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Vanlife build: Kitchen

The van’s done! Well, ok, not completely done. I’ve still got a lengthy list of detail and finish work to accomplish. We’ll call it 95% done. After nine months of working on this thing, I’m itchy to be done and finally start using it.

What made it “done” is that the kitchen is complete. As detailed in my last post, I had to get the countertop finished in order to continue. Once that was done, I constructed a simple frame to put it at the right height. This is the semi-finished product:

A functional kitchen! Eventually there will be a curtain that hides all the tanks,
and the paper towel holder will get mounted to the ceiling. The vertical pillar will
be covered, and I’m thinking about a backsplash for the sink.
Washy

The first thing to go in was the sink. Originally I chose a bar sink that was 16×16 in size, but that proved to be too big. So I returned that and purchased this 12×15 stainless steel one. It included the strainer, and was $78 on Amazon. It included hardware for an undermount, but I wasn’t wild about having the wood countertop exposed. So I opted to top mount it, simply gluing it with a tube of Liquid Nails. The faucet is a simple one that swivels and teliscopes. It’s made by Whale, and cost $40 on Amazon.

Cooky

The stove was next. We chose this Eureka Ignite Plus camp model for it’s large size, and rave reviews about it’s ability to modulate the heat. Every other stove seemed to have two settings: Off and Inferno. We also liked how it came with mounting knobs, which allows us to attach and detach it from the counter with ease. It was $140 through REI.

Messy

Once the sink was in, it was time to get the drain installed. I used a trap kit and some other PVC joints to fabricate a drain. The grey water tank is installed slightly downhill in the step for the side doors.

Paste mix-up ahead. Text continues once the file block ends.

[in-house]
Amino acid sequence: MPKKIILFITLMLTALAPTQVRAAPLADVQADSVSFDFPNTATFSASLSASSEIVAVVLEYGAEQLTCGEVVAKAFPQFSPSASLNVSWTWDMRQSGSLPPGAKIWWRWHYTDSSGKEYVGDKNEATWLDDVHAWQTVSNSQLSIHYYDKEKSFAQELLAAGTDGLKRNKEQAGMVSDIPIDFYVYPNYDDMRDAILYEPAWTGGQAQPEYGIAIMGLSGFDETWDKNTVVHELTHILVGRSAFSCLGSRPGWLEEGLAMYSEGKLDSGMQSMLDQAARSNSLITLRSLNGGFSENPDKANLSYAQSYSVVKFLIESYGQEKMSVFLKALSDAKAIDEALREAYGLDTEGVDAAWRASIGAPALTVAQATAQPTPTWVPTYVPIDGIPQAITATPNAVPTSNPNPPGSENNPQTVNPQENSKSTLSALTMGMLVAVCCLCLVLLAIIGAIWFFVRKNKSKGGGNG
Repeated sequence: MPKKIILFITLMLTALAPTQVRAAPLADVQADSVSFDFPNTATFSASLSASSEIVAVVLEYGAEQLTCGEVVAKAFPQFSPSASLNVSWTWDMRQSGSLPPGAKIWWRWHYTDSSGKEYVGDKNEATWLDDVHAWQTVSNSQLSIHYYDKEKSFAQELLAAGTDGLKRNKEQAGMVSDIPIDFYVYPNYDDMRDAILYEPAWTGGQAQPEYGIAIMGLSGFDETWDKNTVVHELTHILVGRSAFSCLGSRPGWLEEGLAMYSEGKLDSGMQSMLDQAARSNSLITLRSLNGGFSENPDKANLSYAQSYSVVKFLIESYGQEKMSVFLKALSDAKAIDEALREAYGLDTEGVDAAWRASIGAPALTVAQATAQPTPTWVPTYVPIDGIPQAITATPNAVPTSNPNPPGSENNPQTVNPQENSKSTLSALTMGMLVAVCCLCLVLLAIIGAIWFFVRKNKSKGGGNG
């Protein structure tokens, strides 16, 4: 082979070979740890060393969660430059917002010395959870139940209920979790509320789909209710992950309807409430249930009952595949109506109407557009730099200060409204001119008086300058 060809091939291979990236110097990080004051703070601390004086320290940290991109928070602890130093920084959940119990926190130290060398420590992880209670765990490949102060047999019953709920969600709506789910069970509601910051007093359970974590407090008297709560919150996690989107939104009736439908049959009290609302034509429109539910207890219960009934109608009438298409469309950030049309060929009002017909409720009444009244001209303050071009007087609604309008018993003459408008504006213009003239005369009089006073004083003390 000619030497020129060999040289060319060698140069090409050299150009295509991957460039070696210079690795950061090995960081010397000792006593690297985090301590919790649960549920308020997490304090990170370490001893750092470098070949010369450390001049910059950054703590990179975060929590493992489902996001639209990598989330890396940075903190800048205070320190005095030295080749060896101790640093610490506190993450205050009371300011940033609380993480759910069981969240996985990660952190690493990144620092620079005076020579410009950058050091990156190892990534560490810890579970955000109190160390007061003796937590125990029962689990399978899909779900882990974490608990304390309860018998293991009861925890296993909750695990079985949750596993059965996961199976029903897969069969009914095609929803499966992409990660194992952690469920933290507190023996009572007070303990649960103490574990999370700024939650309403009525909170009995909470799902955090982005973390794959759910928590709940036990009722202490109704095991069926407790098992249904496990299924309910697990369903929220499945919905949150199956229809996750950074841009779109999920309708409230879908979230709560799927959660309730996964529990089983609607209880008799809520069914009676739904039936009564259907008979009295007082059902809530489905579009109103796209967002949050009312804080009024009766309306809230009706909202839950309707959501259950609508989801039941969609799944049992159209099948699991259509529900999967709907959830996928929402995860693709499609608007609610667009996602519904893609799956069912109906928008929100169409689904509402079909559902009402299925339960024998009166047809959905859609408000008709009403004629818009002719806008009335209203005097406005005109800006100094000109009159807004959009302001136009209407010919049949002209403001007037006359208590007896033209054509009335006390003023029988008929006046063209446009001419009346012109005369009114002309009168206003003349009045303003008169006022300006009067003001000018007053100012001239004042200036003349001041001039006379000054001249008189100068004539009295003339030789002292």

Drainy
Dirty

To get water up to the faucet, I decided to go fairly simple: only cold water, with a foot pump (Whale, $108, Amazon) on the floor. I contemplated an electric pump and a water heater, but I figured we could make do with this. I used beverage tubing and hose clamps to get water out of the fresh water tank to the pump, and then up to the faucet. I initially had trouble with the tubing, as it’s very stiff and retained it’s curved shape. I couldn’t get it to reach the bottom of the water tank. So I got crafty and cut a piece of PVC that reaches the bottom. The tubing inserts into this, assuring that I’ll be able to get every drop of water out of the tank.

Flowy

The propane tank went in next. It took awhile to find all the proper hoses, fittings, and adapters to not only run the stove, but have an a second line for a small space heater.

Heaty

With all of this work done, it was time for a trial run. I decided to go snowboarding, and then stay the night in the van afterwards. I’ll start with the good stuff. Everything from the stove, fridge, sink, and fan worked flawlessly. It was a sunny day, and the solar panels kept the battery topped off. The bed was comfortable, and the table made a great workspace for food prep. I was able to work at the stove or sink in a reasonably comfortable (seated!) position from the table.

People walking by at the ski resort kept commenting on the smell of bacon in the air…

On to the bad. I will preface this by saying that winter weather really amplifies all the headaches I encountered. To start, I tried to use the leveling blocks to get the van level, but they just slid on the icy parking lot. I was wearing tons of clothes, and of course, I can’t stand upright in this thing. So that meant that both my butt and head were always swinging around and knocking things over. Like the egg carton, and at least two beers. I was dragging snow into the van, which I had to constantly sop up. And the Little Buddy heater throws off WAY too much heat to be a viable long term option. I would shut it off in the middle of the night because I was roasting, only to turn it on two hours later as the van cooled off. And there was no place to put it that it didn’t get in the way, or threaten to melt something.

Bacon, eggs, and coffee. Time to hit the slopes!

Having said all that, it was enormously satisfying to be completely self sufficient in the van. I made a menu for three meals and some snacks, plus beer and coffee. I raided our camping gear for some plates and utensils, plus some pots and pans. You can see my breakfast above, and I had salmon steaks with sauteed beans for dinner. And it was great to have a place to relax with a beer when I took a break from the slopes.

As the weather warms up, I will be getting the finishing touches done. Then it’s time for a real trial run with the bikes. The real test will be if BOTH of us can work together in this small space. I’ll keep you all posted!

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